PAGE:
Three different Snoqualmie Ridge bear sighting locations were reported in the past three nights. Again, the bears are hungry and out looking for garbage in the affected areas.
Bears can become trained to particular neighborhoods after just one successful “dumpster dive.” Case in point, my old house. For a few years, the home’s new occupants had left the garbage container near the side yard, but not behind the fence. A bear got into the can this summer and drageed a bag of garbage into the woods. Since then, a bear has been spotted returning to the cul-de-sac looking for more food. We lived there six years and never once saw a bear.
The three Snoqualmie Ridge sightings are:
- Heather Ave and Dogwood Lane neighborhood on Wednesday night, August 22nd. Reader Heather Hansen reported that the bear was spotted on Dogwood and Heather going after garbage again around 2AM. This neighborhood has had numerous bear sightings this summer.
- Corner of Warren Ave and Kinsey Street near Snoqualmie Community Park and retail area. Reader Cindi Robel reported the bear was in her backyard on Thursday night, August 23rd. Cindi said they awoke to their neighbor’s garbage strewn all around their backyard – diapers included. A bear was spotted in this neighborhood a couple of weeks back and entered an alley where children were present.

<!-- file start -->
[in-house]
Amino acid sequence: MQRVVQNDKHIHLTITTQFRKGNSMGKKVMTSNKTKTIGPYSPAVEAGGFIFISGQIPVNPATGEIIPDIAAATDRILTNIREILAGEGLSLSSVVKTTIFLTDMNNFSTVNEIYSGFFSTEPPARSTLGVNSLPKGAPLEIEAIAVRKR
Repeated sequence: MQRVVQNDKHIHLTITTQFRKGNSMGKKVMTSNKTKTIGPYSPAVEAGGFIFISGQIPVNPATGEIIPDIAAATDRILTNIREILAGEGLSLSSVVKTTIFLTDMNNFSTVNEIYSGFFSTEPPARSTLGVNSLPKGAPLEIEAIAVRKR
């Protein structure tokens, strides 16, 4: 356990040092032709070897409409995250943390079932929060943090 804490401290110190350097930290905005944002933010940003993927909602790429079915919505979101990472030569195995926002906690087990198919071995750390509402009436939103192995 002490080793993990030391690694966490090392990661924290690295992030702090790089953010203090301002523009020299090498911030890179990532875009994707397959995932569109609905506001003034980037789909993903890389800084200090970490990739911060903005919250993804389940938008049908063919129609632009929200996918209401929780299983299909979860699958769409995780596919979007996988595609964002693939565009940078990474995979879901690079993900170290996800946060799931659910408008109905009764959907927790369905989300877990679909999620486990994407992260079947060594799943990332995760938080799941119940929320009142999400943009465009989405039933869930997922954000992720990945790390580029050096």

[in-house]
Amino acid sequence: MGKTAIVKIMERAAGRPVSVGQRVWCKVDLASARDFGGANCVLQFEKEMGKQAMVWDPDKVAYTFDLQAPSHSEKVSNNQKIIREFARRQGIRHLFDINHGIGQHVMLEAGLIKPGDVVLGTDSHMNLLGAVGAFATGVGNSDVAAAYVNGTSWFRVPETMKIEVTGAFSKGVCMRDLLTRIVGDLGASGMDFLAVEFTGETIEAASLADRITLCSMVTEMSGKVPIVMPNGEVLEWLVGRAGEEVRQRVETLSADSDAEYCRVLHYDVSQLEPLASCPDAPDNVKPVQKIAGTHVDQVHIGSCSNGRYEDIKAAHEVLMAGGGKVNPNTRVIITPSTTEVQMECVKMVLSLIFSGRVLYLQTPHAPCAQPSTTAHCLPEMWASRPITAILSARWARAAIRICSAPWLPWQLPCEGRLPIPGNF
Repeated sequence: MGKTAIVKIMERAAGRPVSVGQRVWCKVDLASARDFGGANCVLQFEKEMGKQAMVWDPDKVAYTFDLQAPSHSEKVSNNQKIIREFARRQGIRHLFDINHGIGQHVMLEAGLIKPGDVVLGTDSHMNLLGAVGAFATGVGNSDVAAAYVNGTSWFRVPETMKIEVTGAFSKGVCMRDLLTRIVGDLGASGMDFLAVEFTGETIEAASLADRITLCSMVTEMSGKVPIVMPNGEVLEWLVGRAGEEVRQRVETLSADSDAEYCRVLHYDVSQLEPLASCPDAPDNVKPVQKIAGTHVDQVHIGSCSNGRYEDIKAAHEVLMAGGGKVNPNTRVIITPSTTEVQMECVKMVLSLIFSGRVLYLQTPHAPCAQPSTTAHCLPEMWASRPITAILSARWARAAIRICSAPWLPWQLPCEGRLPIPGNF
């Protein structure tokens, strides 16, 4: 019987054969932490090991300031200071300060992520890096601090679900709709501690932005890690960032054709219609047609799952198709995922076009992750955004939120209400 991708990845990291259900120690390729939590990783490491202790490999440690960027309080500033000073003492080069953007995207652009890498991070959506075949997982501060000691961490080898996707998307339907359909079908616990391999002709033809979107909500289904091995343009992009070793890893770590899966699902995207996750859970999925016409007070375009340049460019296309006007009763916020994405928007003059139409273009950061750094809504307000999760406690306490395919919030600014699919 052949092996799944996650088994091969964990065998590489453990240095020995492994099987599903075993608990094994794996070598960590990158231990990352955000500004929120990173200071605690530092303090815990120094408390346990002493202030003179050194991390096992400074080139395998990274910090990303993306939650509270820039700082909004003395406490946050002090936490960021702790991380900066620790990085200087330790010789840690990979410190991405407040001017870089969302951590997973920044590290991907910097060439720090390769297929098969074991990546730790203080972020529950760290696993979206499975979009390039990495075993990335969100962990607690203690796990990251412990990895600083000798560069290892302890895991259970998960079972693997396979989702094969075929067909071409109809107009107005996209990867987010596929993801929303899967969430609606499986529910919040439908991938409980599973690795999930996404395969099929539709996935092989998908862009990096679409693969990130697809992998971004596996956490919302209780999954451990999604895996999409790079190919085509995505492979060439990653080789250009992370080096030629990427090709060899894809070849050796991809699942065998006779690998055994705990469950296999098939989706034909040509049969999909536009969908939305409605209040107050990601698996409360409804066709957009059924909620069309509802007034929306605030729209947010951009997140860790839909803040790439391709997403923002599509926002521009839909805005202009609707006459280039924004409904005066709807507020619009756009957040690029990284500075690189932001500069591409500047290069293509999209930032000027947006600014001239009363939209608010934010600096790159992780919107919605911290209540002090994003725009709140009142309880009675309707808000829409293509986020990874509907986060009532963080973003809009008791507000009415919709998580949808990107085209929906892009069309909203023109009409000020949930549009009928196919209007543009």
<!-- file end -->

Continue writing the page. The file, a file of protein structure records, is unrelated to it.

- In the alleyway of the 7000 block of Curtis Drive around 3:15AM last night, August 24th. Reader Leslie Bartlett said, a “big ol’ black bear knocked over my neighbors garbage can, tried to open a bag of garbage but was unsuccessful; left after a few minutes.”
In all of these incidents, the bears were looking for food via garbage containers. It appears they are trained. If you live in an area where bears are active, Fish and Wildlife and city officials recommend storing garbage containers inside garages (if possible) and not putting out garbage containers until collection morning. They say this is the simplest way to keep the bears away from your neighborhoods.